When research team analysed the extremes of milk drinkers, adults who consumed whole milk had telomeres that were a striking 145 base pairs shorter than non-fat milk drinkers. Nearly half of the people in the study consumed milk daily and another quarter consumed milk at least weekly.
Just under a third of the adults reported consuming full-fat (whole) milk and another 30 per cent reported drinking two per cent milk. Meanwhile, 10 per cent consumed one per cent milk and another 17 per cent drank nonfat milk. About 13 per cent did not drink any cow milk.
The findings provide support for the current Dietary Guidelines for Americans (2015-2020), which encourage adults to consume low-fat milk, both nonfat and one per cent milk, and not high-fat milk, as part of a healthy diet. (IANS)
The key to longevity can probably be found in the genes of your long-living uncles and aunts and not just parents, finds a study.
Researchers, from Netherlands’ Leiden University and US’ University of Utah, showed that an individual’s chances of dying is reduced, even if the parents themselves did not live to be extremely old, but aunts and uncles are among the top survivors in the family.
Top survivors refers to people in the top 10 per cent age-wise of a group of people born in a family within a given time period.
“We observed the more long-lived relatives you have, the lower your hazard of dying at any point in life,” said lead author Niels van den Berg, doctoral student at Leiden University in the Netherlands.
“Longevity is heritable, but that primarily applies to persons from families where multiple members are among the top 10 per cent survivors of their birth cohort. The key to a long life can probably be found in the genes of these families,” said the paper published in the journal Nature Communications.
For the study, the team analysed the genealogies of nearly 314,819 people from over 20,360 families.
The search for genes associated with human longevity has been ongoing for a long time but those genes turned out to be much more difficult to discover than genes for diseases.
The study has led us to be far stricter in selecting the people in whom you have to look for those genes, the researchers said.
According to Ken Smith, Professor at Utah, the findings underscore the importance of constructing high-quality family trees that “allow us to observe complete life-spans of individuals over generations and in diverse locations. (IANS)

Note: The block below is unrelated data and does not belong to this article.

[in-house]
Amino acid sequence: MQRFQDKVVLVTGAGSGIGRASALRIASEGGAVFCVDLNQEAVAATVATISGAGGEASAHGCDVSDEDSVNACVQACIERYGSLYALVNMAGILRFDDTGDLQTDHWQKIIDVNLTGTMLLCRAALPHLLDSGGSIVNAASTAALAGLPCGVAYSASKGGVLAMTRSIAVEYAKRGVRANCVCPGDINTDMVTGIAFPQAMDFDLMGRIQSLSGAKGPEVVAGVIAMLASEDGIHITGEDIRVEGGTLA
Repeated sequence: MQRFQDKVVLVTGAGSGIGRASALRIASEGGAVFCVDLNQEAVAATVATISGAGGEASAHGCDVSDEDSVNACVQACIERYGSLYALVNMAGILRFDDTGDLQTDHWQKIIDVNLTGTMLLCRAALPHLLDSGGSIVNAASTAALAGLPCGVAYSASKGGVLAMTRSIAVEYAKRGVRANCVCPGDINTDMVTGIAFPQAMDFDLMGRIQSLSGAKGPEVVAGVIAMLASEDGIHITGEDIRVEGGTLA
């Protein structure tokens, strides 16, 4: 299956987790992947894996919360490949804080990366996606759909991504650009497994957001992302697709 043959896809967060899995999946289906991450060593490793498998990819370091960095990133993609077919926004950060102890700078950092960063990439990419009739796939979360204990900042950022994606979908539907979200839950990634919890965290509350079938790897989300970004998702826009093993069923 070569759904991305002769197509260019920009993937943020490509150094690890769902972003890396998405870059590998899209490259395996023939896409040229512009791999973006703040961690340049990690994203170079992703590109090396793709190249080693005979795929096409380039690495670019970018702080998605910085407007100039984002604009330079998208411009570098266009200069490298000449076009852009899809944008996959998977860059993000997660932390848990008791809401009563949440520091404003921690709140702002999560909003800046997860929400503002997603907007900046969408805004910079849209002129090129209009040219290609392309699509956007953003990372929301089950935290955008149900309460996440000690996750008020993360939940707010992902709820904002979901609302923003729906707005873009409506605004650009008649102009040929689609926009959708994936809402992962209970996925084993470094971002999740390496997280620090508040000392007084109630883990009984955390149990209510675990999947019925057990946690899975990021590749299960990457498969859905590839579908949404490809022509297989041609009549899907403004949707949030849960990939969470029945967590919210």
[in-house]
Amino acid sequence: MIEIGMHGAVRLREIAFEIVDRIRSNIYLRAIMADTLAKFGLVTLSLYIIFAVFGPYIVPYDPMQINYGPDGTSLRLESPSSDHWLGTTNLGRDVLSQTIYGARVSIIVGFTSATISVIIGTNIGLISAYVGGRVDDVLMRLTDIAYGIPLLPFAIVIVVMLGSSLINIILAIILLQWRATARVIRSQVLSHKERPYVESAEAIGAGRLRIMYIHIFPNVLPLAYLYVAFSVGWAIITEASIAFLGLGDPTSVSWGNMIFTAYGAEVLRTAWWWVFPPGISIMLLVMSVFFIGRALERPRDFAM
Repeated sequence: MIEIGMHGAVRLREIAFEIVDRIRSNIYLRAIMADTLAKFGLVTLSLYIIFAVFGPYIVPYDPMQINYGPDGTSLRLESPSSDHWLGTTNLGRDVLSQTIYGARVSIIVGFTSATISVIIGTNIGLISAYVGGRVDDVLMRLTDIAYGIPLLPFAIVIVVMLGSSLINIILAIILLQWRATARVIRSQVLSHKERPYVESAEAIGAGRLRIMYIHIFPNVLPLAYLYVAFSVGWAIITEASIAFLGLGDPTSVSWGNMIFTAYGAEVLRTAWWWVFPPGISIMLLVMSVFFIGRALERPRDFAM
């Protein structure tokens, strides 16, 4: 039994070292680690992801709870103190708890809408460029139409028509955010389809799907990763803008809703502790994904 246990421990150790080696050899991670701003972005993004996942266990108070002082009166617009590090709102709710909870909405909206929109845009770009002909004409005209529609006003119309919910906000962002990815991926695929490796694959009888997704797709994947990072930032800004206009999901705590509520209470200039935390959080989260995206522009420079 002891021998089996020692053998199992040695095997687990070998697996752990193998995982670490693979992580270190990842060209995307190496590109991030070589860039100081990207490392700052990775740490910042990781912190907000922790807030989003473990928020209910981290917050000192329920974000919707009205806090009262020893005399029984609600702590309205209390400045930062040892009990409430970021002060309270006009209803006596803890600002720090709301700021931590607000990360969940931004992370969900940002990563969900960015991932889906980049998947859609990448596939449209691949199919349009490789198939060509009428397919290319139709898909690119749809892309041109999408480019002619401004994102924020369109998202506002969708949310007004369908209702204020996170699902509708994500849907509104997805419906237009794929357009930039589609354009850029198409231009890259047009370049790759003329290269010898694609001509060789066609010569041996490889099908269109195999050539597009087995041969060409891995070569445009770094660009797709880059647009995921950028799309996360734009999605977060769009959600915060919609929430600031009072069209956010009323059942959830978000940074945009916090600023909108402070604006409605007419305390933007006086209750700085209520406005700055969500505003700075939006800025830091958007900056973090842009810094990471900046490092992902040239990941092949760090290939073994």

Want a long life? Playing golf regularly can boost longevity as well as reduce the risk factors for heart disease and stroke, a panel of international experts has claimed while stressing on the need to make the sport more inclusive.
The panel, led by the University of Edinburgh, showed that playing golf, which is good for both the mind and body, can also boost strength and balance in older adults.
The sport is also associated with good mental health and improving the overall health of those with disabilities.
It could be because golf is sociable and gets people outdoors to connect with nature.
It can also provide moderate-intensity aerobic physical activity, and its health benefits are greatest for players (and spectators) who walk around the course rather than opt for a golf cart, researchers including Andrew D Murray, from Edinburgh’s Physical Activity for Health Research Centre, explained.
While the risk of injury while playing golf is moderate- like back injuries from one-side swing, compared with other sports, golfers may be more at risk of skin cancer, he noted.
The researchers suggested that golfers should aim to play for 150 minutes per week.
Players should do warm-up or strengthening exercises to cut the risk of injury and use sun-cream and wear collared shirts or blouses to minimise the risk of skin cancer, Murray recommended.
In the study appearing in British Journal of Sports Medicine, the panel drew on a systematic review of the available published evidence (342 eligible studies) and discussions among an international working group of 25 experts in public health and health policy, and industry leaders.
While around 60 million people play golf at least twice a year, the sport is often perceived as expensive, male dominated, difficult to learn, and not a game for the young or those on the lower rungs of the social ladder.
The sport needs to be more inclusive and welcoming of people from all walks of life and ethnic backgrounds, the researchers said. (IANS)